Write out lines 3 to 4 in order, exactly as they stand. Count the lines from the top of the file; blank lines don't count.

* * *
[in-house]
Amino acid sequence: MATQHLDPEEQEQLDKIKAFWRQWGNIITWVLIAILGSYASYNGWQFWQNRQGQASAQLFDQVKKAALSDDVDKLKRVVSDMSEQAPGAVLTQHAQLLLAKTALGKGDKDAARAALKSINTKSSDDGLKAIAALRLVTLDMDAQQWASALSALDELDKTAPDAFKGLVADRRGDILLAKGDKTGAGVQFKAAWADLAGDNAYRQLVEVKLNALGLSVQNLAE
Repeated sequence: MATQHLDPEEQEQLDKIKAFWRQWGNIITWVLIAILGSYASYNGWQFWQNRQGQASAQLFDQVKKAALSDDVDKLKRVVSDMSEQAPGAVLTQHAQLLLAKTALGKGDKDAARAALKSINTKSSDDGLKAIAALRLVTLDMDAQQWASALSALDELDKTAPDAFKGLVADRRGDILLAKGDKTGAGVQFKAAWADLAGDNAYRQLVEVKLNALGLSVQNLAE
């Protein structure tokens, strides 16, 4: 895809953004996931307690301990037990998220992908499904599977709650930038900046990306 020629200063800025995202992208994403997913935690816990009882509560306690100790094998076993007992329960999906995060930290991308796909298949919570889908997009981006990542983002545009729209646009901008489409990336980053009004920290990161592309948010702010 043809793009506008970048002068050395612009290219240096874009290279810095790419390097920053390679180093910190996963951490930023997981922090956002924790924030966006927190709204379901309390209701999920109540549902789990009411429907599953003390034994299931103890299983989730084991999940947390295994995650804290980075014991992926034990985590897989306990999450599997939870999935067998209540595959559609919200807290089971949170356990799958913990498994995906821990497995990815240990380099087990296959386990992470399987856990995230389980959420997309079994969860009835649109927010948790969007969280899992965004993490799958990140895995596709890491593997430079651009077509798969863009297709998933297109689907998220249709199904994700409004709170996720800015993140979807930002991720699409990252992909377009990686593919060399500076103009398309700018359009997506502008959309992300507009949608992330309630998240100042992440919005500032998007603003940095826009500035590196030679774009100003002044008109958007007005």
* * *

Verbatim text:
Repeated sequence: MATQHLDPEEQEQLDKIKAFWRQWGNIITWVLIAILGSYASYNGWQFWQNRQGQASAQLFDQVKKAALSDDVDKLKRVVSDMSEQAPGAVLTQHAQLLLAKTALGKGDKDAARAALKSINTKSSDDGLKAIAALRLVTLDMDAQQWASALSALDELDKTAPDAFKGLVADRRGDILLAKGDKTGAGVQFKAAWADLAGDNAYRQLVEVKLNALGLSVQNLAE
């Protein structure tokens, strides 16, 4: 895809953004996931307690301990037990998220992908499904599977709650930038900046990306 020629200063800025995202992208994403997913935690816990009882509560306690100790094998076993007992329960999906995060930290991308796909298949919570889908997009981006990542983002545009729209646009901008489409990336980053009004920290990161592309948010702010 043809793009506008970048002068050395612009290219240096874009290279810095790419390097920053390679180093910190996963951490930023997981922090956002924790924030966006927190709204379901309390209701999920109540549902789990009411429907599953003390034994299931103890299983989730084991999940947390295994995650804290980075014991992926034990985590897989306990999450599997939870999935067998209540595959559609919200807290089971949170356990799958913990498994995906821990497995990815240990380099087990296959386990992470399987856990995230389980959420997309079994969860009835649109927010948790969007969280899992965004993490799958990140895995596709890491593997430079651009077509798969863009297709998933297109689907998220249709199904994700409004709170996720800015993140979807930002991720699409990252992909377009990686593919060399500076103009398309700018359009997506502008959309992300507009949608992330309630998240100042992440919005500032998007603003940095826009500035590196030679774009100003002044008109958007007005």